The making of the marmalade has changed everything. The table is set, orange juice is poured, porridge and toast are prepared, and the cafetière is reached down into service. Breakfast is becoming ever more formal. Come back in a couple of months and you’ll find me sporting whiskers and a white napkin while a rosy-cheeked maid serves me my kippers, eggs and tomatoes under a silver cloche, and my butler hands me a freshly ironed copy of The Times, from which I emerge occasionally to offer comments like “Trouble brewing in the Baltics, m’dear.”

This new routine is very pleasant, of course, but it represents change, and change can be difficult for me. Just ask the lovely fellow who worked at Moorgate Buttery. So set were my habits that I acquired the nickname “Brown Scone and Orange Juice” – he would spot me in the distance picking my way round the Crossrail works, and have my breakfast lined up on the counter as I walked in. I sometimes wonder whether retirement might have been a mistake, if the price of leisure is forgoing that sort of service.

When the plucky Buttery was eventually consumed by the building site I had to devise a new breakfast regime, just as I was reaching the age where I felt that nothing should, ever, change again. It was a difficult few months. I must have been unbearable, and if you’re reading this Chris, I’m sorry.

Breakfast is a variable feast, at its best when you take a break in a hotel or B&B in Britain. Being no chef, I approach this from the perspective of the gourmet, or, at least, the glutton. On the first morning, I can never resist the full English/Scottish/Welsh/Irish/Cornish etc. Usually you will be elsewhere for lunch and often will choose to dine in a different restaurant, so breakfast is critical to your assessment of the hospitality. Large hotels too often leave you to forage amongst dried up slivers of bacon, congealed scrambled eggs and greasy lukewarm frankfurters. Posh hotels will sometimes plate up a breakfast for you which in theory has all the ingredients, but where they are not, as it were, talking to each other: egg, sausage, bacon, tomato and mushrooms isolated like strangers at an awkward party.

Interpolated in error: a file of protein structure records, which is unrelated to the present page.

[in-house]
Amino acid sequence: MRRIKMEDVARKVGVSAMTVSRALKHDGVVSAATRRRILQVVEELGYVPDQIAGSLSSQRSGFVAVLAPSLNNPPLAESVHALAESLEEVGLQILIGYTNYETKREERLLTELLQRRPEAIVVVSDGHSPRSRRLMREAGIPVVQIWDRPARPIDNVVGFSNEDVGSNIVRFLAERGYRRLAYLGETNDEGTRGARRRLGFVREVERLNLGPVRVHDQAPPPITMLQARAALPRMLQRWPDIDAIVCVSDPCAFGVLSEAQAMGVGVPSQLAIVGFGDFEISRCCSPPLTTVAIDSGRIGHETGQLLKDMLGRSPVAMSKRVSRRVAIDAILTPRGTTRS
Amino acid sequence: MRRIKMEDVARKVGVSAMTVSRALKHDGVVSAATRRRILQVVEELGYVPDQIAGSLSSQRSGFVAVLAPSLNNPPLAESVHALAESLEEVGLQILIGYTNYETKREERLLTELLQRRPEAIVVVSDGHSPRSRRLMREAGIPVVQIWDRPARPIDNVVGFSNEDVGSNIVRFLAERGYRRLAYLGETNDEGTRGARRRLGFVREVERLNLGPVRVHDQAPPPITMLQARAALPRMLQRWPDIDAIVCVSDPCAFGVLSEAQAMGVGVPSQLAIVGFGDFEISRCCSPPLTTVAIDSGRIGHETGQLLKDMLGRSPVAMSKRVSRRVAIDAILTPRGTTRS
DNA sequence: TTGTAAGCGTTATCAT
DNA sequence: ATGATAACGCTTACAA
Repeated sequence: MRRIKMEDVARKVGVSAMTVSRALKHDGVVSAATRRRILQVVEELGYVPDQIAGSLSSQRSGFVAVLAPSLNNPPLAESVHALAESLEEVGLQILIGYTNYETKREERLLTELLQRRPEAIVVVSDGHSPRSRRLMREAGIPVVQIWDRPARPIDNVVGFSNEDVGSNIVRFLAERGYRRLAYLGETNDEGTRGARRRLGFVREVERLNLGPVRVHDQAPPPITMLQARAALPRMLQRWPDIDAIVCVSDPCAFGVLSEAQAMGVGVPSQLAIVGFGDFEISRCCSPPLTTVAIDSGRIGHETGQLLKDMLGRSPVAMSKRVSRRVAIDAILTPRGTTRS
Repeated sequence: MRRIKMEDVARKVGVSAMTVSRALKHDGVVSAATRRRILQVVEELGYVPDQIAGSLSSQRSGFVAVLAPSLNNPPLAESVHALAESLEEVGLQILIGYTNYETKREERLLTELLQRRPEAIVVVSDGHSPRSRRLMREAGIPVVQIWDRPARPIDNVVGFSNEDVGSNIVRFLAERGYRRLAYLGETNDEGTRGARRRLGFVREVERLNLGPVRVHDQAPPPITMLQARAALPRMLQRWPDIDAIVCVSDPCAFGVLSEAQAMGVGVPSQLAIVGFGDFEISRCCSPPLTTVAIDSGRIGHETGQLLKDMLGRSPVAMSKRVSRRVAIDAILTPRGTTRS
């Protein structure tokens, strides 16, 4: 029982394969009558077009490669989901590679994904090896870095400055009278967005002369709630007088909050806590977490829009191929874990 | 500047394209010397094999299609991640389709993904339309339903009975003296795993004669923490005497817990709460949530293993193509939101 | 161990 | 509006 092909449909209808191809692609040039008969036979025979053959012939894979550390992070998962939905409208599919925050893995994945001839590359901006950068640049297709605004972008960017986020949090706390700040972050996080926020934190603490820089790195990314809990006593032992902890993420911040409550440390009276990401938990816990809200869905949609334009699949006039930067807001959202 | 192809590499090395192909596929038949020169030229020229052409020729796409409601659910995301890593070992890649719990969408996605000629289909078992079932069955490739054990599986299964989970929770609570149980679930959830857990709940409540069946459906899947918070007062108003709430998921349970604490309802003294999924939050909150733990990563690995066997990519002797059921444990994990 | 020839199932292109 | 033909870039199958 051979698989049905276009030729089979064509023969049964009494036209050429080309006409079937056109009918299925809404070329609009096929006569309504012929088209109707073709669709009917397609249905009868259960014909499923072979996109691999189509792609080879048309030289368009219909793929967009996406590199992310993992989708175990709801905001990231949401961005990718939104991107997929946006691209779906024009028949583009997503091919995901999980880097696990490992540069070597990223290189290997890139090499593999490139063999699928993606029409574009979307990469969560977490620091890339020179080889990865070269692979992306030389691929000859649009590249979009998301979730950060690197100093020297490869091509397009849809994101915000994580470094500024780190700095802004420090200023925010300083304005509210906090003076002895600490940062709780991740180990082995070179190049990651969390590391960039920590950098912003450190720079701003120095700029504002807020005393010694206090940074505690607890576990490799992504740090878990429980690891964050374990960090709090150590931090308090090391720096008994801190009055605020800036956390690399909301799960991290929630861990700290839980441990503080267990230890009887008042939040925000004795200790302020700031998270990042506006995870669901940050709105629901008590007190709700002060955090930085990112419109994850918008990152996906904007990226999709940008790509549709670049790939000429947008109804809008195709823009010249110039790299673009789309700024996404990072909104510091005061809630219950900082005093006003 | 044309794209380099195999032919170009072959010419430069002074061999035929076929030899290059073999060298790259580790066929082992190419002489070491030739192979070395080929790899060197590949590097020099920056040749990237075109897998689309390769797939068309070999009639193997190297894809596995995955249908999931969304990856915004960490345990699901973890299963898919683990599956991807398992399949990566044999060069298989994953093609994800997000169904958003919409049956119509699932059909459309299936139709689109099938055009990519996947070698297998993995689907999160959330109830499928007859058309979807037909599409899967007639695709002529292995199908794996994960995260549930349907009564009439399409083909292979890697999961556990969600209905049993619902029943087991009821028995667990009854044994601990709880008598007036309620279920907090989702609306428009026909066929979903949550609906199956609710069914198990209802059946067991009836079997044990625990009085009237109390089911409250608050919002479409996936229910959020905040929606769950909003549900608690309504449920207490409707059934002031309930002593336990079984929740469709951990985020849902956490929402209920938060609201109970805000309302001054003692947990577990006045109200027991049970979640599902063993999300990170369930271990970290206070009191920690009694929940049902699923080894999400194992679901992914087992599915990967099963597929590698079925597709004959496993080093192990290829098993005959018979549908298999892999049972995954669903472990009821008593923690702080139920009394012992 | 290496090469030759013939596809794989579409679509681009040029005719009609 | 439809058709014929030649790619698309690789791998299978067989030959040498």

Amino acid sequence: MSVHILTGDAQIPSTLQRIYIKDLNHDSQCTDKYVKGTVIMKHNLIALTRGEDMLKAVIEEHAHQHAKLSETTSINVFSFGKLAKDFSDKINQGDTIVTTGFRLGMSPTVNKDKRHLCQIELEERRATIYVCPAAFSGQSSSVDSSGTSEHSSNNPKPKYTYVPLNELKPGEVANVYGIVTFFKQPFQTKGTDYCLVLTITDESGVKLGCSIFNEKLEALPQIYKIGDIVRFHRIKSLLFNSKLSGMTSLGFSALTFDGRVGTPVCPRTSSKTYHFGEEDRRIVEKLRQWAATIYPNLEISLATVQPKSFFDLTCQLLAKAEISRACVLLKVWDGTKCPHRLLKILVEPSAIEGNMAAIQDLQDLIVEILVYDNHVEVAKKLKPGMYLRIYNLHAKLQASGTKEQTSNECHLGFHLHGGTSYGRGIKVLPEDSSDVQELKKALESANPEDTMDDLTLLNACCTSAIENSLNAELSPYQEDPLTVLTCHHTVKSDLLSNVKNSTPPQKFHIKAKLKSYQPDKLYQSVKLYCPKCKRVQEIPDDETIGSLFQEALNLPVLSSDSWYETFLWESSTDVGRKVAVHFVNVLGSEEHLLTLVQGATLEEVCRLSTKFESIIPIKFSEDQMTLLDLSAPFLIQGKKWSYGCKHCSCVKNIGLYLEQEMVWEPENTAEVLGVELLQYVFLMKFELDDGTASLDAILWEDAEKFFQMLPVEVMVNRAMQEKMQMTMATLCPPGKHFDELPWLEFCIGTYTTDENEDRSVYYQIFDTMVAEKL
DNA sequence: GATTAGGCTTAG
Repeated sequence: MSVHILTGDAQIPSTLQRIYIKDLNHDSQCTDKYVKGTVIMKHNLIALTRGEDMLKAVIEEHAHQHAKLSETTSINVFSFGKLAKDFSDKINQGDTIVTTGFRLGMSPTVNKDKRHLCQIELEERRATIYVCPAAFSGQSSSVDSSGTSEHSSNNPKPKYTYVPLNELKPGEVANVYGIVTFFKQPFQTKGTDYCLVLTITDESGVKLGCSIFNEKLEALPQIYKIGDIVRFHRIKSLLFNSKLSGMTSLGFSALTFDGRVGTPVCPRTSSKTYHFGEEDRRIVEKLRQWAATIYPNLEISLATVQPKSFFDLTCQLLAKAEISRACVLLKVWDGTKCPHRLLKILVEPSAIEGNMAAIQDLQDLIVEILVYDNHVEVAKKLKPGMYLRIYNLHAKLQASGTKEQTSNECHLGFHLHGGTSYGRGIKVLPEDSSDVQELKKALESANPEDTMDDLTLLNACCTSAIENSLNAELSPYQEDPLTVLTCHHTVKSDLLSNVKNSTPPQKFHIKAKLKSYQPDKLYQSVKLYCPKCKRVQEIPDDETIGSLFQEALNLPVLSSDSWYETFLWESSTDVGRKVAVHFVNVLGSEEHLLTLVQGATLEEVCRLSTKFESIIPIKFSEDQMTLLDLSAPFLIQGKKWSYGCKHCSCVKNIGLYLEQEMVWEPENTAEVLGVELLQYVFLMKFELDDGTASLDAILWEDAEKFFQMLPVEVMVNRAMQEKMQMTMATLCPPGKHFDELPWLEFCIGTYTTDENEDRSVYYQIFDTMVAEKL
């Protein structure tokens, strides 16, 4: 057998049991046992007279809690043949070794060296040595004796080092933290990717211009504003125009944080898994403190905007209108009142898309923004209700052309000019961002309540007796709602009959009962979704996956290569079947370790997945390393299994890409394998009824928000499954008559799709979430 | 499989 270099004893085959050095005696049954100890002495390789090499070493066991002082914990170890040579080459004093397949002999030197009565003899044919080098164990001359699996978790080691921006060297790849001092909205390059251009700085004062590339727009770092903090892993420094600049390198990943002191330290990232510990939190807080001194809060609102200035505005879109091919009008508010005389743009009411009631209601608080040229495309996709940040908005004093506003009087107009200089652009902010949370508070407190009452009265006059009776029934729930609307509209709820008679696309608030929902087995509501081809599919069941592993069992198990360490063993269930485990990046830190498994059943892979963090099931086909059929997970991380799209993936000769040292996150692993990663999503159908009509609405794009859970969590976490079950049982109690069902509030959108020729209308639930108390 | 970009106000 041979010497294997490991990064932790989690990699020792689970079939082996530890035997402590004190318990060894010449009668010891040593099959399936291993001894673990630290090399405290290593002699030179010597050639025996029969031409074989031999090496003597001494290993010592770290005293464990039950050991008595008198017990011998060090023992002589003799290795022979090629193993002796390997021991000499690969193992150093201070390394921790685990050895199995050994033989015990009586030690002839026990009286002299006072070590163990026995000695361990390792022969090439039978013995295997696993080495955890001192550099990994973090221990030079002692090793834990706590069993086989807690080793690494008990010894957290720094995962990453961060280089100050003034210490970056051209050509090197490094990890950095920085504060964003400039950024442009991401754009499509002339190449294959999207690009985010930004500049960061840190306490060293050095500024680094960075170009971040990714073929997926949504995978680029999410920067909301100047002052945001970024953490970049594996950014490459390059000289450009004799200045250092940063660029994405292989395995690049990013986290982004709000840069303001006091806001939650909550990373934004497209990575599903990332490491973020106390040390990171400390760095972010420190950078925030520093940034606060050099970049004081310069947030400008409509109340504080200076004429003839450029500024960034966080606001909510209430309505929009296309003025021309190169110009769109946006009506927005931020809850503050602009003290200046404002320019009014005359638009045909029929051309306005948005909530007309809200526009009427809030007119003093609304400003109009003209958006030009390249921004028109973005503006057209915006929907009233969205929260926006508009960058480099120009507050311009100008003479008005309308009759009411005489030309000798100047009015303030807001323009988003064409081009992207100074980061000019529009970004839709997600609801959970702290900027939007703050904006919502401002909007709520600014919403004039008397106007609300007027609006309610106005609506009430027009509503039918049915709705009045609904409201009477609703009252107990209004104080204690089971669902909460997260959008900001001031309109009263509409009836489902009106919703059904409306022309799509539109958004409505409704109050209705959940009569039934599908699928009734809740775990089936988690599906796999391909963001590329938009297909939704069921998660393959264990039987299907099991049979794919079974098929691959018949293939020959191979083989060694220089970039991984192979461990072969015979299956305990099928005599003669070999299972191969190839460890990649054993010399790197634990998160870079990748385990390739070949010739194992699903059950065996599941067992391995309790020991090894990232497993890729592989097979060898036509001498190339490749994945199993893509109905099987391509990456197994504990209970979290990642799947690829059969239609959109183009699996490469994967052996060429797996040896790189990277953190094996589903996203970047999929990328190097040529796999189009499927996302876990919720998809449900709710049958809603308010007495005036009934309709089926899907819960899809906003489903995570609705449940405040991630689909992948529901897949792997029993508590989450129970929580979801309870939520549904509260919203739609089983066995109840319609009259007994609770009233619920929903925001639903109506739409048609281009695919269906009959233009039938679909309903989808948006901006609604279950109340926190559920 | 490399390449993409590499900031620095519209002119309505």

But the real treats are to be found at smaller inns and B&Bs, where a hearty plateful is the norm, with the constituents in joyful harmony. My list of core ingredients would include sausage, bacon, fried egg, fried tomato and mushrooms, while welcome additions would be baked beans, fried bread, and black pudding. Hash browns are a transatlantic addition, but can be allowed. Tinned plum tomatoes are not: they are a cooking ingredient. Not everyone likes baked beans in the mix, and they will often be served in a pot: “Free the beans” is the cry as I tip them out to join the team on the plate.

Essential accompaniments include fresh orange juice (not that pasteurised muck), toast and marmalade (a full English – although very filling – contains few carbohydrates, so you must pay attention to fuelling yourself properly) and coffee refilled to order.

The most delicious and awe-inspiring cooked breakfast I have eaten was at Redgate Smithy B&B formerly run by my friend and schoolmate Clive. The full Cornish was a wonder to behold, and can still sometimes be viewed on satellite images.  I had to call on my marathon endurance skills to finish it, but did I give up? No sir, I did not. It certainly repaid the effort.

Of course, some private houses serve an excellent cooked breakfast: my brother Rob’s famous Cholesterol Bath, often served as a farewell meal, springs to mind. If we care about our health, this should not become a regular habit. But I’ll leave you with the thought that Field Marshal Montgomery was said to have polished off a full English every morning during his North Africa campaign – a possible origin of the phrase “the full monty” – and he lived to be eighty-eight.